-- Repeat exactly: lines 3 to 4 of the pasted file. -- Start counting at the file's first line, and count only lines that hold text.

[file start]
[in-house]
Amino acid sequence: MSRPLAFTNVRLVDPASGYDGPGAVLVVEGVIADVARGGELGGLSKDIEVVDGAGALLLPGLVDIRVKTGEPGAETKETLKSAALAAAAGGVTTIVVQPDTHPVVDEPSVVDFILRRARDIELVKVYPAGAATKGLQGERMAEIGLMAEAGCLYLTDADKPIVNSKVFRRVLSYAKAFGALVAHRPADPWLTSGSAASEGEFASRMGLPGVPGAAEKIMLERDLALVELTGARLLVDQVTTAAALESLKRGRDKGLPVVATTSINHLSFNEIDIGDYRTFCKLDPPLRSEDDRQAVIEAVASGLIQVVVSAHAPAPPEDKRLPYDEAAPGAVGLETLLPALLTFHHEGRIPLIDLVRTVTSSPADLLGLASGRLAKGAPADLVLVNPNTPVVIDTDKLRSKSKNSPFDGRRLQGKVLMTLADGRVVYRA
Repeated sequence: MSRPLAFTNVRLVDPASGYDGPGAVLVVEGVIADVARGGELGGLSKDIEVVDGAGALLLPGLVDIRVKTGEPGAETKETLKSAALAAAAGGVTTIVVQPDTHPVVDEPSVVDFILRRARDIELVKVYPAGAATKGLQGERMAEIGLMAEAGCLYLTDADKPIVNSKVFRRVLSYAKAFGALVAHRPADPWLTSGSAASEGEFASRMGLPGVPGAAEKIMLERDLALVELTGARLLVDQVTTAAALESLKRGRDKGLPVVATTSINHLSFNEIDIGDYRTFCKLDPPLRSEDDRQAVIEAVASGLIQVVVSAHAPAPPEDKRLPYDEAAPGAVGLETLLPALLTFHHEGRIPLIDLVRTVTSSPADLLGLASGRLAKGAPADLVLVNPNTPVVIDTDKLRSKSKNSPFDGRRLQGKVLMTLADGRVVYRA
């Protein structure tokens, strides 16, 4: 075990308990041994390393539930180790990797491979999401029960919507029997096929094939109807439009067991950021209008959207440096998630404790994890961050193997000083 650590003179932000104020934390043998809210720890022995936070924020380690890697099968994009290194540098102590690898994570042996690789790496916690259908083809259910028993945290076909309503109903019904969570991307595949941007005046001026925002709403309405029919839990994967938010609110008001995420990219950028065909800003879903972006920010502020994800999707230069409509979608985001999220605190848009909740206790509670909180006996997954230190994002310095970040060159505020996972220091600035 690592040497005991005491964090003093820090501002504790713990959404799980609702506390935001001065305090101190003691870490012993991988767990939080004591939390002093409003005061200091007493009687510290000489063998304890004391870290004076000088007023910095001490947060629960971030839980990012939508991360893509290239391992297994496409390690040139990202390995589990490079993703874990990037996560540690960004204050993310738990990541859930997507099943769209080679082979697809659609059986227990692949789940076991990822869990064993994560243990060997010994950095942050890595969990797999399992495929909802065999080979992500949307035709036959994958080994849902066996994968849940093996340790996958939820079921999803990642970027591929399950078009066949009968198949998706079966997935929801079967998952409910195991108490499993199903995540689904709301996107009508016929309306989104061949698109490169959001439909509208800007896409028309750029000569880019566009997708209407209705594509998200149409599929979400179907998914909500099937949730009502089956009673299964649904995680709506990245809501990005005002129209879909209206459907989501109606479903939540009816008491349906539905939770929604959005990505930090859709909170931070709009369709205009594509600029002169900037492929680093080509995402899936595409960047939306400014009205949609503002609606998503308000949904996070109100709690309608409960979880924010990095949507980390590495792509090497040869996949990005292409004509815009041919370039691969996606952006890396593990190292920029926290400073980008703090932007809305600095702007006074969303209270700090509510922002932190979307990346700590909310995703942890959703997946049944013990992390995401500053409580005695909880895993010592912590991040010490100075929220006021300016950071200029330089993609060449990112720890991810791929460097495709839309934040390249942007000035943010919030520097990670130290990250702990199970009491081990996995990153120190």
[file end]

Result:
Repeated sequence: MSRPLAFTNVRLVDPASGYDGPGAVLVVEGVIADVARGGELGGLSKDIEVVDGAGALLLPGLVDIRVKTGEPGAETKETLKSAALAAAAGGVTTIVVQPDTHPVVDEPSVVDFILRRARDIELVKVYPAGAATKGLQGERMAEIGLMAEAGCLYLTDADKPIVNSKVFRRVLSYAKAFGALVAHRPADPWLTSGSAASEGEFASRMGLPGVPGAAEKIMLERDLALVELTGARLLVDQVTTAAALESLKRGRDKGLPVVATTSINHLSFNEIDIGDYRTFCKLDPPLRSEDDRQAVIEAVASGLIQVVVSAHAPAPPEDKRLPYDEAAPGAVGLETLLPALLTFHHEGRIPLIDLVRTVTSSPADLLGLASGRLAKGAPADLVLVNPNTPVVIDTDKLRSKSKNSPFDGRRLQGKVLMTLADGRVVYRA
């Protein structure tokens, strides 16, 4: 075990308990041994390393539930180790990797491979999401029960919507029997096929094939109807439009067991950021209008959207440096998630404790994890961050193997000083 650590003179932000104020934390043998809210720890022995936070924020380690890697099968994009290194540098102590690898994570042996690789790496916690259908083809259910028993945290076909309503109903019904969570991307595949941007005046001026925002709403309405029919839990994967938010609110008001995420990219950028065909800003879903972006920010502020994800999707230069409509979608985001999220605190848009909740206790509670909180006996997954230190994002310095970040060159505020996972220091600035 690592040497005991005491964090003093820090501002504790713990959404799980609702506390935001001065305090101190003691870490012993991988767990939080004591939390002093409003005061200091007493009687510290000489063998304890004391870290004076000088007023910095001490947060629960971030839980990012939508991360893509290239391992297994496409390690040139990202390995589990490079993703874990990037996560540690960004204050993310738990990541859930997507099943769209080679082979697809659609059986227990692949789940076991990822869990064993994560243990060997010994950095942050890595969990797999399992495929909802065999080979992500949307035709036959994958080994849902066996994968849940093996340790996958939820079921999803990642970027591929399950078009066949009968198949998706079966997935929801079967998952409910195991108490499993199903995540689904709301996107009508016929309306989104061949698109490169959001439909509208800007896409028309750029000569880019566009997708209407209705594509998200149409599929979400179907998914909500099937949730009502089956009673299964649904995680709506990245809501990005005002129209879909209206459907989501109606479903939540009816008491349906539905939770929604959005990505930090859709909170931070709009369709205009594509600029002169900037492929680093080509995402899936595409960047939306400014009205949609503002609606998503308000949904996070109100709690309608409960979880924010990095949507980390590495792509090497040869996949990005292409004509815009041919370039691969996606952006890396593990190292920029926290400073980008703090932007809305600095702007006074969303209270700090509510922002932190979307990346700590909310995703942890959703997946049944013990992390995401500053409580005695909880895993010592912590991040010490100075929220006021300016950071200029330089993609060449990112720890991810791929460097495709839309934040390249942007000035943010919030520097990670130290990250702990199970009491081990996995990153120190």